During a brief spell working as a paralegal at Clyde & Co in 2006, I routinely billed the firm’s clients for the many hours I spent playing the game 'Snake' on my phone. No one seemed to notice.
Certainly, I never felt any urgency to get my work done quickly. Why would I? I was being billed out to clients at £100 an hour – the standard rate for a paralegal – and the more time I spent doing stuff, the more money the firm made. Looking back, it was easily the most inefficient work environment I’ve ever experienced. I dread to think what law firms are like now that there is Twitter...
Gratuitous individuality threatens to hold chambers back at critical period for the legal market, writes barristers’ clerk Jeremy Hopkins
On Monday the listed Australian law firm Slater & Gordon kicked off the Legal Services Act (LSA) era in earnest when it announced its market-wowing £54m acquisition of Russell Jones & Walker. Amid all the excitement about who could be next, it’s easy to forget that it’s not just law firms considering the potential threats and opportunities arising from the fast evolving landscape, but also barristers’ chambers.
Not that barristers chambers are exactly in the hot seat when it comes to LSA-led change. Being predominantly a referral-driven business, chambers tend to adopt a “wait and see” approach based on any changing requirements arising from what the referring law firms are doing. Of course, there’s risk in this approach as it relies on sets being sufficiently agile to adapt rapidly when required.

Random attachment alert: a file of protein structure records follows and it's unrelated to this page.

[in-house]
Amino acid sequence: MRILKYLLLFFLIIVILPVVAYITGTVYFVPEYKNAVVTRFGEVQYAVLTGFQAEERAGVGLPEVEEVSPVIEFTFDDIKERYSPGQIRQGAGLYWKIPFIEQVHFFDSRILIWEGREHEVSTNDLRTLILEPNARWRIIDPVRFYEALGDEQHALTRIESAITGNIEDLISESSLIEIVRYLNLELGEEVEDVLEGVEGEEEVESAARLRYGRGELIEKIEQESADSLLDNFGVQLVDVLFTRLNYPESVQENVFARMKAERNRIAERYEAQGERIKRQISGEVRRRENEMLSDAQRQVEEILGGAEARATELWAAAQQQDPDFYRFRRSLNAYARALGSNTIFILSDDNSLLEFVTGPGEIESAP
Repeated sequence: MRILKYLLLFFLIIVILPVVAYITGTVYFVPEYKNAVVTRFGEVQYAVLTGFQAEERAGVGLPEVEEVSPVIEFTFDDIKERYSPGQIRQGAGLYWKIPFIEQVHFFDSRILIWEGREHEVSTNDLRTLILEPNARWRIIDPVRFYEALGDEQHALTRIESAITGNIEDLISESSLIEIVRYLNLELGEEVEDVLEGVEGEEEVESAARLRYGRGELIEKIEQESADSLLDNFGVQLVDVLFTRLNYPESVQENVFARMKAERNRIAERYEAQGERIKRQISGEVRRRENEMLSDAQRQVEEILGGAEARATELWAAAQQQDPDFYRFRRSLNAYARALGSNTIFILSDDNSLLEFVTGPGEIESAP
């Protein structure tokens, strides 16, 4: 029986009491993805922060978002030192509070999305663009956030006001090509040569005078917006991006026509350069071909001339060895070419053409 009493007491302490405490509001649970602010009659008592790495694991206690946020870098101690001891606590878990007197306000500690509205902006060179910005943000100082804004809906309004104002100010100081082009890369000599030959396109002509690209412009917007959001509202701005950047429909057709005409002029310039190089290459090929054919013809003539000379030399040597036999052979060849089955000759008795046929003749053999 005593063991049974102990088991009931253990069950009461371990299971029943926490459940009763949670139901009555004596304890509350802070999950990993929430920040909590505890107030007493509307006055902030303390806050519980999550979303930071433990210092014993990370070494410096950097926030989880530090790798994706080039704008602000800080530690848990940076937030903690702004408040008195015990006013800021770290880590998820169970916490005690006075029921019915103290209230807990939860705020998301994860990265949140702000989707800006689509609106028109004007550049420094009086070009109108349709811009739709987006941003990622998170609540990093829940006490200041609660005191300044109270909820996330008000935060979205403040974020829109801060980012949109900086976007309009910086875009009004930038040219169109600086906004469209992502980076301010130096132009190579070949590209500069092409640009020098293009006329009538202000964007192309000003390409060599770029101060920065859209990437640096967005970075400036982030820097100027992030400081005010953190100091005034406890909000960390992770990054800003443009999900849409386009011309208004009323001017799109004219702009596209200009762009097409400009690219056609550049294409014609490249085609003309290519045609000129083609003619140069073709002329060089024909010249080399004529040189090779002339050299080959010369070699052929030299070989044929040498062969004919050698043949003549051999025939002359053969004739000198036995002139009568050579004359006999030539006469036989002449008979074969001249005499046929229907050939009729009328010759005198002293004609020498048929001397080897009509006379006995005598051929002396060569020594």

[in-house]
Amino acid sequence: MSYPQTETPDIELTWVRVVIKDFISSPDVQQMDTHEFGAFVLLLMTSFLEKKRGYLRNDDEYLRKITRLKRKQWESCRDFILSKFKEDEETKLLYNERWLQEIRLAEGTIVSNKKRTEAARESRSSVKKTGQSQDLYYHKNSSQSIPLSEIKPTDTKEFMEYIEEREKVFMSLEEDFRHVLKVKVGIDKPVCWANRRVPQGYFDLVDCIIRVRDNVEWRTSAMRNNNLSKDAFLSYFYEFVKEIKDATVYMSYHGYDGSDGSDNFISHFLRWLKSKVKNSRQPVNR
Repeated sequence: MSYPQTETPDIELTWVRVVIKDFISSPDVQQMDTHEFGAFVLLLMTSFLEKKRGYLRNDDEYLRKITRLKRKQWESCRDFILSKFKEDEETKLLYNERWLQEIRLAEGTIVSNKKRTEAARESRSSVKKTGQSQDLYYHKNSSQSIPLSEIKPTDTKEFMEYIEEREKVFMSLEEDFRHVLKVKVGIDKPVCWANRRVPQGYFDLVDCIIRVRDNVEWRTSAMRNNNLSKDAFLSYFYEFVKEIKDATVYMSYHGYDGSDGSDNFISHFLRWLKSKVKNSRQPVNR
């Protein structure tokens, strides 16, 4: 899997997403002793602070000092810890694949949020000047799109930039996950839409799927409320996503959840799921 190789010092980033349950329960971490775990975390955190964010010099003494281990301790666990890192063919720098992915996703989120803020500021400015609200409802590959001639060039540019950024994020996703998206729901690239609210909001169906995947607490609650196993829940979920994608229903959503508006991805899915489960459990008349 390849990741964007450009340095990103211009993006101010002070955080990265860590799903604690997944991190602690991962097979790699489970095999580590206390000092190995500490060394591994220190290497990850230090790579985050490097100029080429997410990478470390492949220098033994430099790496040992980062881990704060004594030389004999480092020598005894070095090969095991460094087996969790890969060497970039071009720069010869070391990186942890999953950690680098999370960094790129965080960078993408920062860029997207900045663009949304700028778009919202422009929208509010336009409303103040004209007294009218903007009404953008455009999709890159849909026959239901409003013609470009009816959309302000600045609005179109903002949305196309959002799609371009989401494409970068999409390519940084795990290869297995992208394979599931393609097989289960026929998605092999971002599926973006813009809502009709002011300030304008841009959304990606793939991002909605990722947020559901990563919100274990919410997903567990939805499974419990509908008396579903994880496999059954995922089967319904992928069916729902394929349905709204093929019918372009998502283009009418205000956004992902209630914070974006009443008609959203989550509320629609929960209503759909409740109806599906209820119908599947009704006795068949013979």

Chambers’ ability to move fast is far from a foregone conclusion - in no small part because the set-up of barristers’ chambers is unlike most other commercial organisations. Steeped so deeply in tradition and moulded around the expectations of the barristers within it, the chambers structure is inherently ill-suited to change, particularly of the swift and radical variety.
Joshua Rozenberg, Britain's best-known legal commentator, takes 5 minutes out to share his views on OccupyLondon, media-friendly judges and who he most enjoys following on Twitter
If you were 21 again, and had just graduated into this harsh job market, what would your strategy be?
To take a year off; work abroad; and gain experience of something that would give me greater maturity, additional sills and, above all, make me stand out of the crowd.
How will the Legal Services Act affect law students and junior lawyers? Is a law degree a better bet than the GDL conversion course? What’s it like to be the only person in Doncaster wearing a suit? College of Law LPC student Cat Pond, City lawyer Kevin Poulter and me discuss.
Transcript: Tesco Law/LLB vs GDL Transcribed courtesy of Gary Walters of www.StretLaw.com Your access to Legal Education, 2011